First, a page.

• In the United States, public procurement officials are prohibited from accepting compensation from a contractor for one year following their government employment if they served in certain decision-making roles with respect to a contract awarded to that contractor. They are also required to disclose any contacts regarding non-federal employment by an offeror on an active procurement, and either reject such offers of employment or disqualify themselves from further participation in the procurement.

When considering the length of cooling-off periods, core factors to take into account include whether the time lengths are fair, proportionate and reasonable considering the seriousness of the potential offence. Tailoring the duration of restrictions is also necessary depending on the type of problem area and level of seniority. For example, a ban on lobbying may be appropriate for a specific length of time, but restrictions on the use of insider information should be for life, or until the sensitive information is public.

Source: (OECD, 2010[26])World Bank, OECD and G20 (forthcoming), Preventing and Managing Conflicts of Interest: Good Practices Guide.

Effective implementation of the lobbying measures requires compliance with the framework as well as review. Governments can support implementation by establishing monitoring functions with the necessary capacities to detect non-compliance with registration and disclosure requirements, and errors in reported information. In addition, governments can set clear and compelling sanctions for breaching the standards or code of conduct (OECD, 2014[20]), although as shown in Figure 13.3, only a handful of countries have a lobbying registry empowered with sanctions. In France for instance, following detection of a violation of ethical rules and after formal notice to the individual or entity, any new disregard of the rules for the next three years may result in a one-year prison sentence and a EUR 15 000 fine (HATVP, 2018[27]).

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Figure 13.3. Lobbying registries in OECD countries
Figure 13.3. Lobbying registries in OECD countries

Source: OECD 2018 PMR database, http://oe.cd/pmr.

Measures to ensure transparency and integrity in the financing of political parties and election campaigns are in place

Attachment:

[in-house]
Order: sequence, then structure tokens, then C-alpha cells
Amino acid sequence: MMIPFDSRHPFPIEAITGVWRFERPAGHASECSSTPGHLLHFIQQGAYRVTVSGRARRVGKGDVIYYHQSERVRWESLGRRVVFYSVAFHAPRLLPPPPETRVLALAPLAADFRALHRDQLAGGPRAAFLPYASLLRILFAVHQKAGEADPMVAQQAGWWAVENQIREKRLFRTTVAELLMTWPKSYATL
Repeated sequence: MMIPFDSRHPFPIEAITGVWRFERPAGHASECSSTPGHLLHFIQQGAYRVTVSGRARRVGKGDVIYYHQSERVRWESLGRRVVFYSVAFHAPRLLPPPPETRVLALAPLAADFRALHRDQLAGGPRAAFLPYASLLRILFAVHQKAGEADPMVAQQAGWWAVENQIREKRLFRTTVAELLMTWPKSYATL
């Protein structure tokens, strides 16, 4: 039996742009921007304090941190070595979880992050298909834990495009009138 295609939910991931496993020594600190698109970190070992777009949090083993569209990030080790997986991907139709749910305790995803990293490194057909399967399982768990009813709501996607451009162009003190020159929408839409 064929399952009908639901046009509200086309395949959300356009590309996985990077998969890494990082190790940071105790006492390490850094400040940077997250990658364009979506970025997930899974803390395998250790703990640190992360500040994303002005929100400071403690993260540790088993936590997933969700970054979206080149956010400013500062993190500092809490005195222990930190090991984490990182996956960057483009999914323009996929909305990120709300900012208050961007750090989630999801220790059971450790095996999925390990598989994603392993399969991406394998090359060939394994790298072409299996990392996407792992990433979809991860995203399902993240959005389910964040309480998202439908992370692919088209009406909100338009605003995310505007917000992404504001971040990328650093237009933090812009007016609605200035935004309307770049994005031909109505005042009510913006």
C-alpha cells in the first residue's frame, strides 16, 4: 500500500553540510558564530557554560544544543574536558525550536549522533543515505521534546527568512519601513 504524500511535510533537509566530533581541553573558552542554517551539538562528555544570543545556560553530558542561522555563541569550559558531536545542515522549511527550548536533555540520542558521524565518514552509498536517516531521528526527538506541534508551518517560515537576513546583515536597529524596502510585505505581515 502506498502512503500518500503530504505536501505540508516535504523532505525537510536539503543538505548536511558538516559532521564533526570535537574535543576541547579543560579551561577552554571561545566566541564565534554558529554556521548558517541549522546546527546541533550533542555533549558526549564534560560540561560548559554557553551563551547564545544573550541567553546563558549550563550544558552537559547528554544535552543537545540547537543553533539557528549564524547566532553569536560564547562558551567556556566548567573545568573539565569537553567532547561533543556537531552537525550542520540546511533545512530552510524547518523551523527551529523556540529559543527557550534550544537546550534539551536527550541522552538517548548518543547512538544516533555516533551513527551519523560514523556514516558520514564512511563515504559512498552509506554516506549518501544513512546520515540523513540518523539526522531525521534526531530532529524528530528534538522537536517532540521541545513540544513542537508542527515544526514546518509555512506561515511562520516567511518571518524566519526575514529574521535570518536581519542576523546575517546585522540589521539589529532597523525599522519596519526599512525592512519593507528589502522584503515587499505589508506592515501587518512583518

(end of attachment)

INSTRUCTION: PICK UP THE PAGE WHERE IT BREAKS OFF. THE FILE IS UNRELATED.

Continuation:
Ensuring transparency and integrity in the financing of political parties and electoral campaigns is crucial to policy making. Financial contributions allow individuals and entities to channel their support to candidates, political parties and particular issues of interest to them. They are a necessary resource for candidates and parties to run for elections and diffuse ideas and manifestos. However, the financing of political parties can also pose significant risks to the integrity of decision making. If the financing of political parties and electoral campaigns is not adequately regulated, money may become an instrument of undue influence and policy capture. Instilling transparency in the financing of political parties and election campaigns is meant to address policy capture risks (OECD, 2016[28]).

The OECD Framework on Financing Democracy sets out the key elements for a robust legal framework for transparency and integrity in the financing of political parties and electoral campaigns, and includes:

  • promoting a level playing field

  • ensuring transparency and accountability

  • fostering a culture of integrity

  • ensuring compliance and review (OECD, 2016[28]).

To promote a level playing field, a number of legal and policy options are available. For example, to balance funding from public and private sources, governments (or the relevant functions to regulate political parties and electoral campaign financing) can provide direct funding to political parties or candidates based on clear and equitable criteria, such as equal access and proportionality. Other tools can also be used, such as indirect funding – including tax exemptions – and subsidised access to media and meeting rooms. In determining the level of direct and indirect funding, a few considerations are noteworthy. If public funding is too restrictive it can prevent the creation of new parties, but if it is too permissive it could promote establishment of spurious parties. The legislative framework could therefore allow parties to compete and balance inequalities by monetary or in-kind subsidies, while also maintaining room for private contributions. However, banning certain types of private contributions, including anonymous donations, contributions from foreign states or enterprises, and publicly owned enterprises, helps ensure interests are balanced. Figure 13.4 gives an overview of the types of bans on private funding in OECD countries. As well, governments (or the relevant functions to regulate political parties and electoral campaign financing) can ban the use of public funds and resources in favour of or against political parties during an electoral campaign. They can also incorporate into the legislative framework measures requiring campaign expense limits for political parties, candidates and third parties.

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Figure 13.4. Bans on private funding in OECD countries
Figure 13.4. Bans on private funding in OECD countries

Source: IDEA, Political Finance Database, https://www.idea.int/data-tools/data/political-finance-database.